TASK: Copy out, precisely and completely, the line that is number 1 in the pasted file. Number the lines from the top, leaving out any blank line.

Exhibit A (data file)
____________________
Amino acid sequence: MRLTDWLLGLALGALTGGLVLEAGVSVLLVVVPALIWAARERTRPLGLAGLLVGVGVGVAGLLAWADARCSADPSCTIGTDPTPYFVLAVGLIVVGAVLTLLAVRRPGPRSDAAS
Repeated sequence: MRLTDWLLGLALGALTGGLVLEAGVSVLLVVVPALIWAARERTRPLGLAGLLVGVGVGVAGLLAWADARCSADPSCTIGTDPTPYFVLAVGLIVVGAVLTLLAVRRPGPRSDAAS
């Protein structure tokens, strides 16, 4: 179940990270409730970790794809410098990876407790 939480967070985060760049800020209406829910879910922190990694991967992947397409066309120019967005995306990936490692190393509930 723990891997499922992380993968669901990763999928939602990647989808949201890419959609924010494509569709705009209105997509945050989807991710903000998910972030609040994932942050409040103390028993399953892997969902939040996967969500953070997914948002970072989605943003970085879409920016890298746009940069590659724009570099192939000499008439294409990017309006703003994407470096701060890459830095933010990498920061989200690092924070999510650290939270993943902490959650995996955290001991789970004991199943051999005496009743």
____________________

Amino acid sequence: MRLTDWLLGLALGALTGGLVLEAGVSVLLVVVPALIWAARERTRPLGLAGLLVGVGVGVAGLLAWADARCSADPSCTIGTDPTPYFVLAVGLIVVGAVLTLLAVRRPGPRSDAAS